Elephant poaching for ivory is now at "critically high levels," according to an announcement from the U.N. Office for Drugs and Crime. A report says that poaching, heightened by involvement by organized crime groups, could lead to elephant extinction in parts of Africa.
"Wildlife crime is a serious and growing problem worldwide," said the International Consortium on Combating Wildlife Crime.
In response to the threat, the U.N. released a document titled "Guidelines on methods and procedures for ivory sampling and laboratory analysis" this week. Compiled by ivory experts around the world, the guide offers ways for investigators, law enforcement officials, forensic scientists and prosecutors to use forensic technology to combat elephant poaching.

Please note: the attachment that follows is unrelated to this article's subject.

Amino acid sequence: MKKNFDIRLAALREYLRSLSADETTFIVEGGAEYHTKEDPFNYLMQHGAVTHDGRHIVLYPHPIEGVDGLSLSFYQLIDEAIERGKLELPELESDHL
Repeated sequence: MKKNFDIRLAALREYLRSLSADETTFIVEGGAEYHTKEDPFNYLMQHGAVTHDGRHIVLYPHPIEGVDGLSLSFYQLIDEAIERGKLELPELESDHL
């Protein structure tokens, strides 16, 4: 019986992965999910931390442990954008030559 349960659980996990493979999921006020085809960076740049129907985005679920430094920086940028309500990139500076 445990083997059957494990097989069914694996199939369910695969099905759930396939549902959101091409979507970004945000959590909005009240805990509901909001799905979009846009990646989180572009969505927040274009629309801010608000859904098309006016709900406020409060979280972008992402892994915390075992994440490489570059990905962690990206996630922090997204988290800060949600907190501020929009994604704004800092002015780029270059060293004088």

Forensic technology has been used for years to track ivory's origins. DNA profiling from seized ivory can even be traced back to the location in Africa where it was taken and the specific subpopulation that elephant belonged to. Testing ivory is expensive, though, and not always employed after a seizure. But at a CITES meeting in 2013, it was agreed that all authorities who made a seizure over 1,100 pounds would have to submit samples of the ivory for DNA analysis. The move was aimed at exposing wildlife trafficking syndicates and targeting the areas where they poach. Writes wildlife conservationist Laurel Neme in National Geographic: